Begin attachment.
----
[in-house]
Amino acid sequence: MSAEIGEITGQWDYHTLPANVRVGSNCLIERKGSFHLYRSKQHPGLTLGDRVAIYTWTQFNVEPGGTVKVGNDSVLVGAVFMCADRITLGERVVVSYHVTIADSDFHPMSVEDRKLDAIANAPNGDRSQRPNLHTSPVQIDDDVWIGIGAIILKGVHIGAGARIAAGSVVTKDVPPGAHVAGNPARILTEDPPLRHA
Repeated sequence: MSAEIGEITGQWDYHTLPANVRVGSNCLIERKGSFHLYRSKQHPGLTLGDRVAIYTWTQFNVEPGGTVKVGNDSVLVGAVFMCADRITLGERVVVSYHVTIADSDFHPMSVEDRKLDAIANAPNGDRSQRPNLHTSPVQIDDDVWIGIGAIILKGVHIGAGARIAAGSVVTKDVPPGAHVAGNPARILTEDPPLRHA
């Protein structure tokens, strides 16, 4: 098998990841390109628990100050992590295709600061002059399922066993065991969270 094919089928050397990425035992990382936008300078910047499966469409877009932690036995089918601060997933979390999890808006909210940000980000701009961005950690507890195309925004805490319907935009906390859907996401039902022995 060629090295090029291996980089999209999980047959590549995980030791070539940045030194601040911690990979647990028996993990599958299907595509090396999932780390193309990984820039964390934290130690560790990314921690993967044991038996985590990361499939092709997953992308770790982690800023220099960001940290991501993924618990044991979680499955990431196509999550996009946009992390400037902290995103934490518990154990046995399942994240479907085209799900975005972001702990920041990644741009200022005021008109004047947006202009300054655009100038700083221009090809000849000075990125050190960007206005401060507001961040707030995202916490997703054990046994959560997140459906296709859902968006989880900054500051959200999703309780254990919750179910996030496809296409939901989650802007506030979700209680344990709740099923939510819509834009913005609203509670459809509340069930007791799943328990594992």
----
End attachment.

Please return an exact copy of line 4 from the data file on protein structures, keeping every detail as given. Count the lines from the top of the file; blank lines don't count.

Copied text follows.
């Protein structure tokens, strides 16, 4: 098998990841390109628990100050992590295709600061002059399922066993065991969270 094919089928050397990425035992990382936008300078910047499966469409877009932690036995089918601060997933979390999890808006909210940000980000701009961005950690507890195309925004805490319907935009906390859907996401039902022995 060629090295090029291996980089999209999980047959590549995980030791070539940045030194601040911690990979647990028996993990599958299907595509090396999932780390193309990984820039964390934290130690560790990314921690993967044991038996985590990361499939092709997953992308770790982690800023220099960001940290991501993924618990044991979680499955990431196509999550996009946009992390400037902290995103934490518990154990046995399942994240479907085209799900975005972001702990920041990644741009200022005021008109004047947006202009300054655009100038700083221009090809000849000075990125050190960007206005401060507001961040707030995202916490997703054990046994959560997140459906296709859902968006989880900054500051959200999703309780254990919750179910996030496809296409939901989650802007506030979700209680344990709740099923939510819509834009913005609203509670459809509340069930007791799943328990594992």